I’m not really one for New Year’s resolutions. I’ve always thought that trying to change your life dramatically with a new direction or new diet on 1 January was simply setting yourself up to fail. But, like everyone else, I can’t help thinking about the year ahead and what it might bring. So here are five things I’d like to see in 2022:
1. An end to COVID. Well, of course, there won’t ever be a complete end to COVID, however tired we all are of it. But having seen, on the one hand, that half of Europe is inevitably going to catch the virus this winter and, on the other, that for the majority of us – vaccinated up to the eyeballs as anyone with a brain and who doesn’t have a good reason not to be jabbed is – the effect of catching the disease now a mild case of the sniffles, I wonder whether the time hasn’t come to dismantle all the paraphernalia we’ve constructed around the virus, except for the protection of the most vulnerable. I don’t think anyone would be sorry to see the back of all the tests, quarantines, restrictions, postponements and cancellations, not to mention those horrible masks. We’ll know it’s over when they stop counting – because who ever counted cases of the common cold – and when we go back to saying simply, as we used to every winter: “There’s a lot of it about!”
2. A return to the UK. Mostly because of COVID, I haven’t had a proper trip back to my home country for more than two years. The last time I was there was in the summer of 2020, tiptoeing through the COVID restrictions to be with my mother in her last days, but my last really enjoyable trip was in November 2019. I would love to go back this year, to see my remaining family. But that won’t be until the current demands for COVID tests and quarantines – requirements that have varied wildly and unpredictably over the past two years – have been completely lifted. I simply can’t afford to make lots of arrangements that could be blown away in a moment if I, my wife or my son happen to fail a COVID test. Even if this happens, things are going to be very different from the last time we were there – and much more complicated. Following the final implementation of Brexit, it seems as if I will need an international driving licence to hire a car. We will all also need health insurance because our European health cards will no longer be valid. Who knows what other difficulties the idiots who voted for this nonsense will have placed in our path?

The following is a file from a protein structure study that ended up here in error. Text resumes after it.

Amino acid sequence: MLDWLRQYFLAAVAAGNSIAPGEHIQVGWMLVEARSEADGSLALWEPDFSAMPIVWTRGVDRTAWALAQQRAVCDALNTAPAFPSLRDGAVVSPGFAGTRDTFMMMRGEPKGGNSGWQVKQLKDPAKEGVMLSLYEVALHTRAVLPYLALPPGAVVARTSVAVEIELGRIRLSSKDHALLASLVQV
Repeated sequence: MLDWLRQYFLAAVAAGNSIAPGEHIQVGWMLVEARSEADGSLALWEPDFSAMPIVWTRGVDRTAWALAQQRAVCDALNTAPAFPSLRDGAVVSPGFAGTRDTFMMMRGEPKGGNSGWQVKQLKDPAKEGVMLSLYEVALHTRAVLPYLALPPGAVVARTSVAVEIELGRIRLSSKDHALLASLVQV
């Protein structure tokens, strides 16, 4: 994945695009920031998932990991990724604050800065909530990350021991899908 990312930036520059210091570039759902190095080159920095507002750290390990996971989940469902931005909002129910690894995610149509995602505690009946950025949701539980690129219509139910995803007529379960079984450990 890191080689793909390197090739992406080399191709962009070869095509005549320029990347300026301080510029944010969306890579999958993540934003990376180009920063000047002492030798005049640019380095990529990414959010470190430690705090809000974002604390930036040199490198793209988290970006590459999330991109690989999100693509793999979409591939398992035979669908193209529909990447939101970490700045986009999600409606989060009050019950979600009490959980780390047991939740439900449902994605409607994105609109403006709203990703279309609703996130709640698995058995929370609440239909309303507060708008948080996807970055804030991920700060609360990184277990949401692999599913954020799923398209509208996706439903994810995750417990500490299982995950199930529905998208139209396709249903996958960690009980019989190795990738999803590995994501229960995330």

3. A return to in-person translation events. COVID also put paid to in-person translation events – and online ones are just not the same. So in 2022 I’m really hoping that “proper” conferences will be back. On the calendar there seem to be plenty to choose from – or at least there seem to be at the moment. The problem is the current uncertainty over the situation with the virus, because after all that’s happened over the past two years I’d rather plan to stay at home than book something that has to be cancelled at the last minute. Certainly for the moment, it feels a little hasty arranging to go anywhere in the first half of the year. As well as the events themselves, travel and countries’ entry requirements are another factor making it difficult for me to plan to go to the ITI conference in Brighton, for example. So that makes it likely that my first in-person event of the new era will be METM22 in San Sebastián in October. This won’t involve travelling outside the country where I live, Mediterranean Editors and Translators has always been a favourite organisation of mine and I have lots of friends there. I can’t wait!
4. More cultural tourism and wine translations. Reviewing my business statistics for last year, I was struck by the relatively small percentage of work I’d done within my specialist areas. It’s not surprising really. Tourism’s been all-but destroyed by the pandemic and there will only be work in that area when people feel confident that foreign visitors are going to be able to arrive in reasonable numbers. I’ve still had plenty of work overall (in fact the pandemic hasn’t harmed my income at all, either in 2020 or 2021) but much of it’s been in other – often less interesting – areas. So for 2022 I’d like to see more projects of the right kind from old or new clients – I shall be doing what I can to find them.
5. Lots of posts on Instagram. As of 1 January, I’m on Instagram. I’d never really thought there was much in it for translators, but towards the end of last year it suddenly struck me that it was an ideal place to combine the personal and the professional, posting photos of the places I go and the wines I drink, with the possibility of attracting the attention of potential new clients. And what better time to start than the beginning of a new year? So I’ve been posting for a couple of weeks now and I’m gradually collecting more followers, some of whom seem to be people who at least might require translations in my specialist areas. What I’m hoping is that, if they ever do, they will think of my pictures and my genuine interest in the areas they work it. We shall see if it’s a successful approach. But even if it isn’t, at least I’ll be doing something enjoyable that doesn’t take a great deal of time. If you want to follow me on Instagram, I’m #simonjberrill. See you there!
*The picture for this post is one of my first Instagram photos – a sunrise over the sea in Badalona, where I live.